Wednesday, November 09, 2005

Rage Not at John Efford

It's not often that you'll catch me expressing sympathy for a Liberal cabinet minister. With one exception: the current natural resources minister, John Efford.

As most of you know, Mr. Efford is suffering from the debilitating effects of later-stage adult-onset diabetes. As such he's had to relinquish his everyday duties as minister.

However, according to this story from the Globe and Mail, he's still drawing his full pay and benefits:

That he has remained in cabinet while trying to stabilize his illness seems to be unprecedented. An MP earns $144,000. A cabinet minister earns an extra $69,500 stipend.

Prime ministers have appointed senators to minor cabinet posts to ensure a certain region is represented, but parliamentary experts cannot find an exact situation like that of Mr. Efford's.
His illness has left the province without a strong voice and physical presence at the cabinet table. It has also raised concerns that the province is losing out.

It is not clear when, or even if, Mr. Efford will be able to resume his duties in Ottawa. "That would be a decision he would make with his doctor," said Tom Ormsby, his communications director.

There is, of course, a right way and a wrong way to react to this sort of news. Interestingly, it is Tory darling Peter McKay, and not Stephen Harper, who demonstrates the wrong way:

MacKay said paying Mr. Efford a full cabinet salary is the most recent example of Liberals becoming accustomed to the benefits of government.

"I think that it's very consistent with the Liberal culture of entitlement," Mr. MacKay said. "It's money for nothing and cheques for free. It's cabinet compensation for very little effort for Mr. Efford."

This is the wrong way because it re-inforces the notion that the Tories will say and do anything to score political points. Including ignoring an obvious case of compassion.

How many of you have seen the Star Trek episode, The Menagerie? Featuring Captain Pike, the guy who got turned into a scarred quadrapalegic in the line of duty and could only communicate by beeping once or twice?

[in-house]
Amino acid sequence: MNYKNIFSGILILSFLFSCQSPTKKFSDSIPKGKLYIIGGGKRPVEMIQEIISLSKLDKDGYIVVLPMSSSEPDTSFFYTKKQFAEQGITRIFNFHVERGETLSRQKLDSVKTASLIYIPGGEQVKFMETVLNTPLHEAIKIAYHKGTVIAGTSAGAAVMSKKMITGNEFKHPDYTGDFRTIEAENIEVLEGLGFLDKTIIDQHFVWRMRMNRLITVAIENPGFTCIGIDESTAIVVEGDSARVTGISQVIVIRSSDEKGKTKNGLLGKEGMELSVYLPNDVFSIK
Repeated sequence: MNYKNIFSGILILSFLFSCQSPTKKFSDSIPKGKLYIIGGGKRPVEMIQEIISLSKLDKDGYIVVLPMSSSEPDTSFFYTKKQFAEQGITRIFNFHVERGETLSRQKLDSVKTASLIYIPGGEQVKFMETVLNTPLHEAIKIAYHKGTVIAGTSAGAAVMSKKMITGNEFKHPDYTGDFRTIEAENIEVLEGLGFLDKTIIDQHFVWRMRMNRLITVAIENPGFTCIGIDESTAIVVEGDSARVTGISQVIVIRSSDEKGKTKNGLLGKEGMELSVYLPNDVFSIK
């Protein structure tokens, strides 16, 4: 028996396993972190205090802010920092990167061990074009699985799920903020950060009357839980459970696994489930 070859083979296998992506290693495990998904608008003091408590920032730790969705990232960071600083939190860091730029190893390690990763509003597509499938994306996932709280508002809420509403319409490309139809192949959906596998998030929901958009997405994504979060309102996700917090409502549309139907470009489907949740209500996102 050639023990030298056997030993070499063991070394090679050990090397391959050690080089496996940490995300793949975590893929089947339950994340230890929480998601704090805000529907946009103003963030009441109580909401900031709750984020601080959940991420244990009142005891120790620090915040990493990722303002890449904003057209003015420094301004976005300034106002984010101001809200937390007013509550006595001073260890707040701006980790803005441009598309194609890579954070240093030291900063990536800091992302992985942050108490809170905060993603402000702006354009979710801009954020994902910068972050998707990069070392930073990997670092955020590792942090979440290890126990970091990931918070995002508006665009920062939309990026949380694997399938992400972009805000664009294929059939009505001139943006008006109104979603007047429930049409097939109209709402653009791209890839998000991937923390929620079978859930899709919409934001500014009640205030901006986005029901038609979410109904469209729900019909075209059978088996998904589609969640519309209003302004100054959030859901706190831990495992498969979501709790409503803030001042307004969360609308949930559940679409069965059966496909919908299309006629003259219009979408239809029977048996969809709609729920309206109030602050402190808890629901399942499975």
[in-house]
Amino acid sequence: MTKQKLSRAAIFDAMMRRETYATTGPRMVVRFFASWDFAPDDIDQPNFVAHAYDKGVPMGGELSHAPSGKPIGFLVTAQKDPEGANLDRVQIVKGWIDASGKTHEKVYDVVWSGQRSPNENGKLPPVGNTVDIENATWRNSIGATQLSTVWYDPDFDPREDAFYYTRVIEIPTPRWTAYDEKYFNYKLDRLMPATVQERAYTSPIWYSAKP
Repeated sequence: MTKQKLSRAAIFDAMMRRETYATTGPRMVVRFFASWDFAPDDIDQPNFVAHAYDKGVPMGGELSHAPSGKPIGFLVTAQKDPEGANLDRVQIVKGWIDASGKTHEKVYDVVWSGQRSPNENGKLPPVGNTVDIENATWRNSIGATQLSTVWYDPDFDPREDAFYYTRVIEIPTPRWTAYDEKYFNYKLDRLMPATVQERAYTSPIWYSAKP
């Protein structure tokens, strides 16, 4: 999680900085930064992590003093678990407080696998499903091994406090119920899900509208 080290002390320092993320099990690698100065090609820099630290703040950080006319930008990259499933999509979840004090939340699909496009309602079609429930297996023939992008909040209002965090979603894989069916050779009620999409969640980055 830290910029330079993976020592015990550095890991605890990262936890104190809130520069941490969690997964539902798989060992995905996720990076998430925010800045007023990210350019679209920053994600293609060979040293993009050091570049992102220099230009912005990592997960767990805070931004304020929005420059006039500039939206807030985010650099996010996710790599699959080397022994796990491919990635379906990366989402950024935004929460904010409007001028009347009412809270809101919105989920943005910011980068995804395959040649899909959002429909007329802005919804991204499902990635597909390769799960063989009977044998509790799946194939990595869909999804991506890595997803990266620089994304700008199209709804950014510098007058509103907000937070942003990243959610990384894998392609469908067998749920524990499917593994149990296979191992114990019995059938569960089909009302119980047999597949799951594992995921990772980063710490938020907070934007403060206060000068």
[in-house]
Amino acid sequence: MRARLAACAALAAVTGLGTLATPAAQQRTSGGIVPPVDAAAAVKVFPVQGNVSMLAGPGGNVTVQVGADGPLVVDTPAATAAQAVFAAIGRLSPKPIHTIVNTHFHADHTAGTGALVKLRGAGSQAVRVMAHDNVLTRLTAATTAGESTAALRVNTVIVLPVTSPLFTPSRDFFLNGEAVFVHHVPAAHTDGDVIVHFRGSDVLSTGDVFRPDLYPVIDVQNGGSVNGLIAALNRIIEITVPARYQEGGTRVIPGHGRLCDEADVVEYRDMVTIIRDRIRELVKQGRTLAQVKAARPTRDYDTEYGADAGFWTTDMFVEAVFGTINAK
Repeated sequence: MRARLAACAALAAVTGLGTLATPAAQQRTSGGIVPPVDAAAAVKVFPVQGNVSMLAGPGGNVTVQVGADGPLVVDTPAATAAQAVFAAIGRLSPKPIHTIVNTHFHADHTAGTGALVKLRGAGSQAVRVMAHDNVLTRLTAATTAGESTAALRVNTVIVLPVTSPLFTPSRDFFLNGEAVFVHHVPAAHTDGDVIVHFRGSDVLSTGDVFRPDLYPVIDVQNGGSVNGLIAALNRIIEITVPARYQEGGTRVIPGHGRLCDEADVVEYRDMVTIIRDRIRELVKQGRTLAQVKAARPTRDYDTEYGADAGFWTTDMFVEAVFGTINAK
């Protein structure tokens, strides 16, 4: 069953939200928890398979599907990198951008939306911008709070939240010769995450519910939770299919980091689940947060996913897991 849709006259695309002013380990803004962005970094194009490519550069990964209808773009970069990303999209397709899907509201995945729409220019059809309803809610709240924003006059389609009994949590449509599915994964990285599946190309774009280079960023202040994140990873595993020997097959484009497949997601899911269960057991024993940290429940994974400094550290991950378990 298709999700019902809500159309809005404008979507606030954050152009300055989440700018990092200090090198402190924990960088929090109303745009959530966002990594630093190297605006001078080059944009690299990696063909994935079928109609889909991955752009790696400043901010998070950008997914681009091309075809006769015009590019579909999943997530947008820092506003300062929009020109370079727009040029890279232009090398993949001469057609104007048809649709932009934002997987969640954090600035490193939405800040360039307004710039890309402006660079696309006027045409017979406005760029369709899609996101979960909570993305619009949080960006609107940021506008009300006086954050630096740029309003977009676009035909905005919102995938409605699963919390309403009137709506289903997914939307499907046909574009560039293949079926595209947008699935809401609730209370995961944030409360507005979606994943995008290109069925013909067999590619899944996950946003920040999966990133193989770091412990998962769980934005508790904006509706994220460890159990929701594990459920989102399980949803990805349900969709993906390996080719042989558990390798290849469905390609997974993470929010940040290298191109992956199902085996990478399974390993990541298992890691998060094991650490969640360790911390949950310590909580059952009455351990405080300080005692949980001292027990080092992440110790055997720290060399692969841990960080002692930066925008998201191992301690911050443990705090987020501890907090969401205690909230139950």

In that episode, Captain Pike wound up sitting on a board of inquiry because he was still on the active duty list despite his debilitating injuries. Starfleet admitted no one had the heart to take him off the list.

The same principle applies here. John Efford is trying to deal with a disease that can decimate his ability to work, but at the same time can be potentially managed so that he can return. He has not been ensnared in major wrongdoing or scandal, so there's no compelling reason to toss him out of cabinet.

Under those circumstances, to Paul Martin it makes more sense to keep him in Cabinet that to summarily dismiss him. From a human standpoint, it would motivate Mr. Efford to get better, knowing that his Cabinet colleagues want him to come back. And the consequences of firing a sick man from cabinet, just because he's sick, would be alienation of the traditional Liberal base with its own broad streak of sentiment.

It doesn't make sense from an economic standpoint, or with a model of efficient government management. But it does make sense from the standpoint of human relations, and until Mr. Efford actually resigns of his own accord, I won't criticize Paul Martin for keeping a Cabinet chair at the table for him.